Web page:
The Big Community Cataloguing Project

Earlier this year, the Collections & Cultural Projects Team launched an exciting pilot project - the BIG CCAT, or Big Community Cataloguing Project. This project is a remote access, online cataloguing initiative with a focus on increasing social interaction and wellbeing. It is mutually beneficial for the Trust and for community members seeking to gain tangible museum skills. 

The project was inspired by the work of Ashleigh Giffney, Collections Manager at the Burke Museum in Beechworth, who designed an online cataloguing unit for Deakin University interns working during COVID-19 lockdowns. Ashleigh has generously shared her project with other institutions, and the Trust is grateful to her for guidance and support with the BIG CCAT. 

A team of five interns are piloting the BIG CCAT project. The interns are from diverse professional backgrounds, including existing passionate Trust volunteers, recent graduates, and current master’s students. The project provides a flexible volunteering arrangement that enables interns to gain industry experience whilst balancing other commitments and responsibilities. The project also facilitates connections with fellow interns and NTAV staff. 

The interns meet weekly, either in person or online, for training workshops designed to increase their knowledge and skills in collection management. The workshops have covered cataloguing collection objects, evaluating significance, handling objects, digitising collections and use of the collection management system, Vernon. The interns are also provided with comprehensive step-by-step resources to guide them through their work in their own time. The resources created for this project will also be used for volunteer training across other Trust collections projects.  

In 2021 the NTAV, in partnership with NTWA and NTQLD, purchased a new Collection Management System called Vernon. NTAV staff are working with staff at Vernon Systems to build a website which will enable online access to our database records. The BIG CCAT project was set up to fast-track the digitisation of objects in specific NTAV collections.

We are delighted that the Vernon Browser was launched earlier in November. Showcasing featured collections in the National Trust’s Art and Heritage Collection, the browser can be accessed online here. The Vernon Browser is a valuable tool for promoting and sharing NTAV collections and is an engaging way to demonstrate the huge amount of work involved in managing such a wide-ranging and significant Art and Heritage Collection.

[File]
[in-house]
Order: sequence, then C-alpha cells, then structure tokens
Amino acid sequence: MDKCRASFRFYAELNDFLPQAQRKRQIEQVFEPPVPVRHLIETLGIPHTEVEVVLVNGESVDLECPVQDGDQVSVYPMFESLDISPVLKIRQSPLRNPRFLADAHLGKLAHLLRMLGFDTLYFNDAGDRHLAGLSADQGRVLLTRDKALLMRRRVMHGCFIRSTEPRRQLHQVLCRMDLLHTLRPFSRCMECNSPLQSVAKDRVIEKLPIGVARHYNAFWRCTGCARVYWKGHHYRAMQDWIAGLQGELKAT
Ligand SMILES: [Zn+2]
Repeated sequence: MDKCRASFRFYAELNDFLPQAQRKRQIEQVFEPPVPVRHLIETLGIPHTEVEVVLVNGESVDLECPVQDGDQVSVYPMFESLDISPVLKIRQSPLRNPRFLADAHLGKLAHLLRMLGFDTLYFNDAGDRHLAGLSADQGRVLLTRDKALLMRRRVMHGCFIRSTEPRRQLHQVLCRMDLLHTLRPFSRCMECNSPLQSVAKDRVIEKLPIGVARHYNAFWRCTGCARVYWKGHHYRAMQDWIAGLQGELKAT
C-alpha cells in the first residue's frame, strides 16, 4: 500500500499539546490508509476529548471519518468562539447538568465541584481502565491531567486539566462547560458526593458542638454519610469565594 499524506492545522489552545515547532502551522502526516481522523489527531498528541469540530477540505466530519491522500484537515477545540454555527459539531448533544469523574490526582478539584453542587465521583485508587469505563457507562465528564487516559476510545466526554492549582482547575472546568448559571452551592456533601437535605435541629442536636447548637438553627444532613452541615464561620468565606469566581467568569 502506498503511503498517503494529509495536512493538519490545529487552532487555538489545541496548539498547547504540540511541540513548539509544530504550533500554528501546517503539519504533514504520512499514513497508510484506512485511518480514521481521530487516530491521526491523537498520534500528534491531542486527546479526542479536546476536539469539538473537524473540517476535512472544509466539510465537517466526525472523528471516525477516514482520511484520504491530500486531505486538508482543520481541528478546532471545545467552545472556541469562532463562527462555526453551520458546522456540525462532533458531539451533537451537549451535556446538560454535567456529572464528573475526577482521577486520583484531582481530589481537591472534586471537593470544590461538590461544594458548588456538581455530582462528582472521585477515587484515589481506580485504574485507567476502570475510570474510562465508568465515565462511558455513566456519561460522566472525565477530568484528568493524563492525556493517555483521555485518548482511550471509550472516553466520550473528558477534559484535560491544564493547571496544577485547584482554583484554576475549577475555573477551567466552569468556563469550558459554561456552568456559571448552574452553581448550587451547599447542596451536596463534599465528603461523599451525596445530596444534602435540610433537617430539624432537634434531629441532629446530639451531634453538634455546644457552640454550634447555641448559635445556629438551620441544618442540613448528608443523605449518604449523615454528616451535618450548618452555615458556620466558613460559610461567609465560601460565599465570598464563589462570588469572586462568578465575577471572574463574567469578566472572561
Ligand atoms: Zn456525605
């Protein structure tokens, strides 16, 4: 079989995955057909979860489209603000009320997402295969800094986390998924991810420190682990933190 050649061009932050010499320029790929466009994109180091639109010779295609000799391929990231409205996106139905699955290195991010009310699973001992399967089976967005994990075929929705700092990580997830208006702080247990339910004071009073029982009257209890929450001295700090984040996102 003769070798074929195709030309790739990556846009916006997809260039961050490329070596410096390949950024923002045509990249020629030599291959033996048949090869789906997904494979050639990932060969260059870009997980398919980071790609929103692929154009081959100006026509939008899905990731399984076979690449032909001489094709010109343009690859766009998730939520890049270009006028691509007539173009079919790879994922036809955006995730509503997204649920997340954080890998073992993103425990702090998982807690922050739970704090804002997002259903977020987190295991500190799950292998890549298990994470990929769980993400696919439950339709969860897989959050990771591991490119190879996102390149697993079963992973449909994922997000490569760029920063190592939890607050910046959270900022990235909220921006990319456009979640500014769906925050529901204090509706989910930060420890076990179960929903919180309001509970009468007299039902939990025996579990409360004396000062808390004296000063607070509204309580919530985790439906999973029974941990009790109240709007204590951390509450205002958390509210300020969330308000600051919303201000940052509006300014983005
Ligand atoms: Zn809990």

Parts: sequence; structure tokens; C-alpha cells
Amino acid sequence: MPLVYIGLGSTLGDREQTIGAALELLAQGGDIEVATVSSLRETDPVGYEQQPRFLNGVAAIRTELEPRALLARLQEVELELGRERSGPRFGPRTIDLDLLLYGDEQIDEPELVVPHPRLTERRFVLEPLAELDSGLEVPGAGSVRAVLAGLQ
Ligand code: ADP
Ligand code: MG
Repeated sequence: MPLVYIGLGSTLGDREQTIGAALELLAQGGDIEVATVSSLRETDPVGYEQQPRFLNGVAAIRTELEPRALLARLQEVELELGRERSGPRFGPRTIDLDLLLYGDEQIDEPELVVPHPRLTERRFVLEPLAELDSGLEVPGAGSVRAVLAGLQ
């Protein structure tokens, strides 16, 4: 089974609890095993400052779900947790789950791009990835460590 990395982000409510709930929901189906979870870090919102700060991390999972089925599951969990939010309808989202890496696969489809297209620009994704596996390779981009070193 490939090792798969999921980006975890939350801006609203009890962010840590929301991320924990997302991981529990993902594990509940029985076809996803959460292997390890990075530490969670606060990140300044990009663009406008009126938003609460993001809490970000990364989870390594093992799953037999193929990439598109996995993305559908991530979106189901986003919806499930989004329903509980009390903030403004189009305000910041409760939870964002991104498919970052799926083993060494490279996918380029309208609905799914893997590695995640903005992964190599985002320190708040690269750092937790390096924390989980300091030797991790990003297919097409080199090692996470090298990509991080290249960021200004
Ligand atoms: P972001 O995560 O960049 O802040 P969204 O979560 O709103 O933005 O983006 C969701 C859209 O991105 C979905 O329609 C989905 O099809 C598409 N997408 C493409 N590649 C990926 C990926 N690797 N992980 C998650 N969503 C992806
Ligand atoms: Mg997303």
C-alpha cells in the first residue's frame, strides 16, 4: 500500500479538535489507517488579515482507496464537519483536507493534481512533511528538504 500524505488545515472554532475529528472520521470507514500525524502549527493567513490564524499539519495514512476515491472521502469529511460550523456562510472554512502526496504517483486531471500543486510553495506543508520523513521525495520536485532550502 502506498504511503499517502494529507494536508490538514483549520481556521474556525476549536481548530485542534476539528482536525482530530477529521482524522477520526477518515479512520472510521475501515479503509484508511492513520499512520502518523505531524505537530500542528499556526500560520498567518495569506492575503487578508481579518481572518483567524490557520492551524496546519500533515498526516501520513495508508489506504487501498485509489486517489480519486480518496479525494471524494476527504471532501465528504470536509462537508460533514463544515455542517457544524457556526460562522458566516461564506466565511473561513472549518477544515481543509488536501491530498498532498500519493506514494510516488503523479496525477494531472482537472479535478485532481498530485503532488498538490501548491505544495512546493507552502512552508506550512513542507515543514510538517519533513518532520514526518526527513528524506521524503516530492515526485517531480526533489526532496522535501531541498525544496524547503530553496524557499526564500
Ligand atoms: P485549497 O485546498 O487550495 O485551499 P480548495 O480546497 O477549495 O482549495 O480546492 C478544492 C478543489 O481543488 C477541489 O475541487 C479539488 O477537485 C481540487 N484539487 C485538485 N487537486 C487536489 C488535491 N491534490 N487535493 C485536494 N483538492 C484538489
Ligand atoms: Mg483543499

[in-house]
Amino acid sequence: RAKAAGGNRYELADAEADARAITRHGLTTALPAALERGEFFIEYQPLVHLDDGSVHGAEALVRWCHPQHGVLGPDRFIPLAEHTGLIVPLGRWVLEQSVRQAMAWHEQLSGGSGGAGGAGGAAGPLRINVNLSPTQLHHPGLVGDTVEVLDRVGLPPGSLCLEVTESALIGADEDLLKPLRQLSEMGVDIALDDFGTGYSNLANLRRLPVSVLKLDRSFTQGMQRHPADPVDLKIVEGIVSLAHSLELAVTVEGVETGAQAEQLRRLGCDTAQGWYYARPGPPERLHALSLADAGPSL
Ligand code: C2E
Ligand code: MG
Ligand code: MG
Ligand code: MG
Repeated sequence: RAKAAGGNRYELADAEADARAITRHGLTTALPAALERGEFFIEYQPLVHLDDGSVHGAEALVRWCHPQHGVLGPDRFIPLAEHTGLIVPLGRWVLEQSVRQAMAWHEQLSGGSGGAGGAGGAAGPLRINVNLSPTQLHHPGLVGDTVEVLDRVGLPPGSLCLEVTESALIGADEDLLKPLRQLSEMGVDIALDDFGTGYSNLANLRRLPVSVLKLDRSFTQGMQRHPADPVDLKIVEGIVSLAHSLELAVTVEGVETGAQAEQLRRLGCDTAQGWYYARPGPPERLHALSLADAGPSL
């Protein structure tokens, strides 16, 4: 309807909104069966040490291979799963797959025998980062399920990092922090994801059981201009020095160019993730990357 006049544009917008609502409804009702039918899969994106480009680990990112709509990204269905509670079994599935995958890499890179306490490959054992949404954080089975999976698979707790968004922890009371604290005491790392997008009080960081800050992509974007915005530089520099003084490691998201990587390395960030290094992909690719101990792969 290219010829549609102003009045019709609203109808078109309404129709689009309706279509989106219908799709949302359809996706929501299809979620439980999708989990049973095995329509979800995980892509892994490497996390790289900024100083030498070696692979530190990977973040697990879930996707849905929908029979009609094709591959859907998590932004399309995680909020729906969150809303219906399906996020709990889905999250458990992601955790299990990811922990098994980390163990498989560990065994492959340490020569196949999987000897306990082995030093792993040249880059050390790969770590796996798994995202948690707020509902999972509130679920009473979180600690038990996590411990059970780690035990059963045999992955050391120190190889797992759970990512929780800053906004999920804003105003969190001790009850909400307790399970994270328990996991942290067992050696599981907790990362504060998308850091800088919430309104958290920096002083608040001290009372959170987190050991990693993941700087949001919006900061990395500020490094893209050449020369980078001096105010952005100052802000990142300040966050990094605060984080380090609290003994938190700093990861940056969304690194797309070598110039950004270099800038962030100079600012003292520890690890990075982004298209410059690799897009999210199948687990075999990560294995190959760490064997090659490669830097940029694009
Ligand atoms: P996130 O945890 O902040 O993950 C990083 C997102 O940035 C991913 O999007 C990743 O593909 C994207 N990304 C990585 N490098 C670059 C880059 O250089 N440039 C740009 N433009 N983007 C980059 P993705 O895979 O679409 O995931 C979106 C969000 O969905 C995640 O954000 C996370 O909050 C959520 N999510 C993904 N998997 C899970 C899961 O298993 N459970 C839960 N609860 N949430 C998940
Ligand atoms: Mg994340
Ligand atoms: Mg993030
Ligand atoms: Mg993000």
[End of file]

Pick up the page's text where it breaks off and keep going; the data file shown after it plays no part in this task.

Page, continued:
How it began

The project commenced with a focus on the art and photographic collection at Mulberry Hill, the beautiful home of Sir Daryl Lindsay and Lady Lindsay, bequeathed to the NTAV in 1984. The collection has been fully catalogued; however, it lacks photographic collection documentation. 

Georgina Jefford, an artist and photographer, generously contributed to the project by volunteering her expertise in object photography. To date, Georgina has photographed around 60 of the artworks in situ, documenting the artworks where they were hung by the Lindsays themselves. The works photographed have included revered Australian artists such as Frederick McCubbin, John Longstaff, Arthur Boyd, and John Perceval.  

Working from the NTAV head office, Tasma Terrace, the interns have been scanning and digitising this photographic collection and have created unique object records for close to 300 Mulberry Hill photographs. 

During the project, the interns had the opportunity to meet with members of the Collections & Cultural Projects Team in person and online. In ‘Ask a’ sessions, interns asked questions about career trajectories, the distinct roles in the Collections & Cultural Projects Team and what they look like, and the weird and wonderful challenges each role presents.  


Get Involved

The BIG CCAT pilot project is increasing NTAV’s cataloguing capacity and enriching our collection research and image database while helping volunteers forge a path in the sector and make new connections. 

The NTAV will be evaluating the pilot and hope to continue to develop and refine the project into the future. The BIG CCAT project is creating new opportunities and ways of working with collections for the Trust and volunteers and increasing opportunities for the public to engage with our rich and significant Art and Heritage Collections.

If you are interested in becoming involved with this project, please contact CCP Team staff at 


The article was written by Ellen Becker, Collections Project Assistant, and was first published in the 2023 Winter Edition of the National Trust Magazine.


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